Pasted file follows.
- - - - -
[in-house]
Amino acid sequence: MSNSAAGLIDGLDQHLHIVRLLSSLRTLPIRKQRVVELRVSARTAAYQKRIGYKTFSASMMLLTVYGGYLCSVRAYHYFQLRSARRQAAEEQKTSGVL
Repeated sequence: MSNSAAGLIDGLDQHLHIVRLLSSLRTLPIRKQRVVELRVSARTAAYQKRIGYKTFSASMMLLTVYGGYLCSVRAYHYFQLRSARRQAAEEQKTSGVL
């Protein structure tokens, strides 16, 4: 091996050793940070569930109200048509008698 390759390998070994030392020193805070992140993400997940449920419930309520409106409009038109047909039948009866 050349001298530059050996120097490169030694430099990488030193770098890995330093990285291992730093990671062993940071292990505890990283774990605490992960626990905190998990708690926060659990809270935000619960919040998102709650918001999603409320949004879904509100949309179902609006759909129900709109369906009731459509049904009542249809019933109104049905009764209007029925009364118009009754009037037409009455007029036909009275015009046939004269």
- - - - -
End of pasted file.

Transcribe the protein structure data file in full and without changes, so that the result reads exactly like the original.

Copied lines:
[in-house]
Amino acid sequence: MSNSAAGLIDGLDQHLHIVRLLSSLRTLPIRKQRVVELRVSARTAAYQKRIGYKTFSASMMLLTVYGGYLCSVRAYHYFQLRSARRQAAEEQKTSGVL
Repeated sequence: MSNSAAGLIDGLDQHLHIVRLLSSLRTLPIRKQRVVELRVSARTAAYQKRIGYKTFSASMMLLTVYGGYLCSVRAYHYFQLRSARRQAAEEQKTSGVL
């Protein structure tokens, strides 16, 4: 091996050793940070569930109200048509008698 390759390998070994030392020193805070992140993400997940449920419930309520409106409009038109047909039948009866 050349001298530059050996120097490169030694430099990488030193770098890995330093990285291992730093990671062993940071292990505890990283774990605490992960626990905190998990708690926060659990809270935000619960919040998102709650918001999603409320949004879904509100949309179902609006759909129900709109369906009731459509049904009542249809019933109104049905009764209007029925009364118009009754009037037409009455007029036909009275015009046939004269």